This list is only a starting point; your internship site does not have to be on this list. Think as broadly as possible by considering all the various topics faculty have covered in LSJ classes. If you can see yourself writing a paper that ties together things you discussed in class with any organization you are considering, then it might work for LSJ 401. Feel free to email the LSJ adviser if you are unsure about whether or not a certain possibility will work for LSJ 401.

Note about Interning at Private Law Firms:

Students wishing to intern with private law firms are encouraged to do so for experience, connections, and to understand the daily practice of lawyers. However, private law firms are often seeking interns who have finished the first year or two of law school. Therefore, as an undergraduate student, you should make sure that you will be able to actually participate in an experience that will not be limited to basic clerical duties like: filing, answering phones, running for coffee, and making copies. Remember that you are looking for an experience that you can analyze at an academic level and put into conversation with the ideas explored in your LSJ classes.

Note about Background Checks:

Many internships–especially those with police departments, detention centers, and prisons–will require background checks. Some background checks are simple and some require months to complete. Plan accordingly.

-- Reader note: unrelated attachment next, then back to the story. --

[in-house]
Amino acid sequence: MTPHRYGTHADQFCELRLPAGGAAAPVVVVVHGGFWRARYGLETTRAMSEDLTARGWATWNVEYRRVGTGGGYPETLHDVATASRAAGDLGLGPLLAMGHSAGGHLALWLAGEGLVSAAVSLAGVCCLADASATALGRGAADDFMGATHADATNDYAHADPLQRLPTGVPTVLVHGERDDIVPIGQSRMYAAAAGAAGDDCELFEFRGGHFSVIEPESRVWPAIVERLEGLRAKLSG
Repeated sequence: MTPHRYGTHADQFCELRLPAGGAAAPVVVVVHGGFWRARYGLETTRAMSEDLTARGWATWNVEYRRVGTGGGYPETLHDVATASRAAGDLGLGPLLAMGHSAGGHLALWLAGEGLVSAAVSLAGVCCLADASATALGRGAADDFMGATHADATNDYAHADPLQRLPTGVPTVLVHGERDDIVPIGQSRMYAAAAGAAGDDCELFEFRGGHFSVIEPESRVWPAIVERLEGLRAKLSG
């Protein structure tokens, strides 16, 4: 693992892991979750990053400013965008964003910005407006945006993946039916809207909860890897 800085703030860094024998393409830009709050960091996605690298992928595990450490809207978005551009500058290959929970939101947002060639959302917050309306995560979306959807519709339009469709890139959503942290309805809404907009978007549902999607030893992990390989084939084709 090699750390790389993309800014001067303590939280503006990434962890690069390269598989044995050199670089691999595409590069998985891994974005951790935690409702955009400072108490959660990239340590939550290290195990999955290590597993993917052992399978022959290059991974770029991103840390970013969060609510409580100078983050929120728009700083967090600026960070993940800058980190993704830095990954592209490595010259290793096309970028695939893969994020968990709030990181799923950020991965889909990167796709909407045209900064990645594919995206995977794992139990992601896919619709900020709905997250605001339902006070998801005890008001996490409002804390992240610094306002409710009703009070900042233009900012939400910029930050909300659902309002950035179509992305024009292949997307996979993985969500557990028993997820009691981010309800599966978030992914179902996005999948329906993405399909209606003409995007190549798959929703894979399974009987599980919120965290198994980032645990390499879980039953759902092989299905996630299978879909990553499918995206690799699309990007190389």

Courts and Probation Services

City of Bellevue Probation

King County Drug Court

Seattle Community Court

Seattle Municipal Court

Unified Family Court of King County- Superior Court

United States Probation Office

Prosecutors, Legal Services, and Legal Associations

Columbia Legal Services

Elder Justice Center

King County Bar Association

King County Prosecuting Attorney

King County Protection Order Advocacy Program

Legal Action Center

Northwest Defenders Association

Seattle City Attorney

Unemployment Law Project

United States Attorney’s Office-Seattle

United States Investigative Services

University of Washington Student Legal Services

Washington State Bar Association

Criminal Justice, Prisons, and Law Enforcement

King County Juvenile Detention Center

King County Sheriff

Lynnwood Police Department

Naval Criminal Investigative Service- Bremerton

Renton Police Department

Seattle Police Department

Seattle Police Victim Support Team

Shelton Police Department

Snohomish County Sheriff’s Office

South Seattle Community College Corrections and Education Services

University of Washington Police Department

Immigration and New Americans

Casa Latina

Chinese Information Service Center

Commission on Asian Pacific American Affairs

Council of American-Islamic Relations- Washington

Horn of Africa Services

International Rescue Committee

Northwest Immigrant Rights Project

OneAmerica

Port of Seattle

Southern Sudanese Community of Washington

Volunteer Advocates for Immigrant Justice

Government and Law

The LSJ Program and the University of Washington do not and cannot express political preference on any issue or election. Students are encouraged to participate in the political process and to follow their own political preference. What matters for LSJ is if the student will have a hands-on experience with their internship, something that the student can think about analytically in terms of law, crime, rights, justice, or courts in a social science perspective. See the UW Political Science Department’s Internship listings for more opportunities in this area.